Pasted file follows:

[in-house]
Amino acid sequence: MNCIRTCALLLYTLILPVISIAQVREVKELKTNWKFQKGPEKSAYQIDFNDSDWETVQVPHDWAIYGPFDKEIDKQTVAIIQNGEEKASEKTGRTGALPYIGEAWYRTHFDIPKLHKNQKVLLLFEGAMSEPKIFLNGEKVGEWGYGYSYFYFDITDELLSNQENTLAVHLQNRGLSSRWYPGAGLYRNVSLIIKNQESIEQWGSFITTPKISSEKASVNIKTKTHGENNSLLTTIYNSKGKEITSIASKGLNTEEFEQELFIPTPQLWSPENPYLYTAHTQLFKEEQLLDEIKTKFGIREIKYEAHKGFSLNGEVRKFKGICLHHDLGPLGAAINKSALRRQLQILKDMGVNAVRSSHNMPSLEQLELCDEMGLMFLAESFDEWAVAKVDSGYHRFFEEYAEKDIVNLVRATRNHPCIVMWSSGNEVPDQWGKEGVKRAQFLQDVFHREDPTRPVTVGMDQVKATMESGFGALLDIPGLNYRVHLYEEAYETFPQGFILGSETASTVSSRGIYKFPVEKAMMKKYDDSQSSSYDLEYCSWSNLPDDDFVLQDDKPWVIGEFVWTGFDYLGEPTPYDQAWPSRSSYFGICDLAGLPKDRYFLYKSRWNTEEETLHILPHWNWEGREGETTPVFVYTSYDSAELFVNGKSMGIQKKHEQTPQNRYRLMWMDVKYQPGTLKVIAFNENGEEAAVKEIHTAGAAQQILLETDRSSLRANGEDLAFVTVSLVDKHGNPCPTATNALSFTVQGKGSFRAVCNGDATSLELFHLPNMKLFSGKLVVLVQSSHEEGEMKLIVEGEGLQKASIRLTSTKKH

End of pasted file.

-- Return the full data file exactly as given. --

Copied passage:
[in-house]
Amino acid sequence: MNCIRTCALLLYTLILPVISIAQVREVKELKTNWKFQKGPEKSAYQIDFNDSDWETVQVPHDWAIYGPFDKEIDKQTVAIIQNGEEKASEKTGRTGALPYIGEAWYRTHFDIPKLHKNQKVLLLFEGAMSEPKIFLNGEKVGEWGYGYSYFYFDITDELLSNQENTLAVHLQNRGLSSRWYPGAGLYRNVSLIIKNQESIEQWGSFITTPKISSEKASVNIKTKTHGENNSLLTTIYNSKGKEITSIASKGLNTEEFEQELFIPTPQLWSPENPYLYTAHTQLFKEEQLLDEIKTKFGIREIKYEAHKGFSLNGEVRKFKGICLHHDLGPLGAAINKSALRRQLQILKDMGVNAVRSSHNMPSLEQLELCDEMGLMFLAESFDEWAVAKVDSGYHRFFEEYAEKDIVNLVRATRNHPCIVMWSSGNEVPDQWGKEGVKRAQFLQDVFHREDPTRPVTVGMDQVKATMESGFGALLDIPGLNYRVHLYEEAYETFPQGFILGSETASTVSSRGIYKFPVEKAMMKKYDDSQSSSYDLEYCSWSNLPDDDFVLQDDKPWVIGEFVWTGFDYLGEPTPYDQAWPSRSSYFGICDLAGLPKDRYFLYKSRWNTEEETLHILPHWNWEGREGETTPVFVYTSYDSAELFVNGKSMGIQKKHEQTPQNRYRLMWMDVKYQPGTLKVIAFNENGEEAAVKEIHTAGAAQQILLETDRSSLRANGEDLAFVTVSLVDKHGNPCPTATNALSFTVQGKGSFRAVCNGDATSLELFHLPNMKLFSGKLVVLVQSSHEEGEMKLIVEGEGLQKASIRLTSTKKH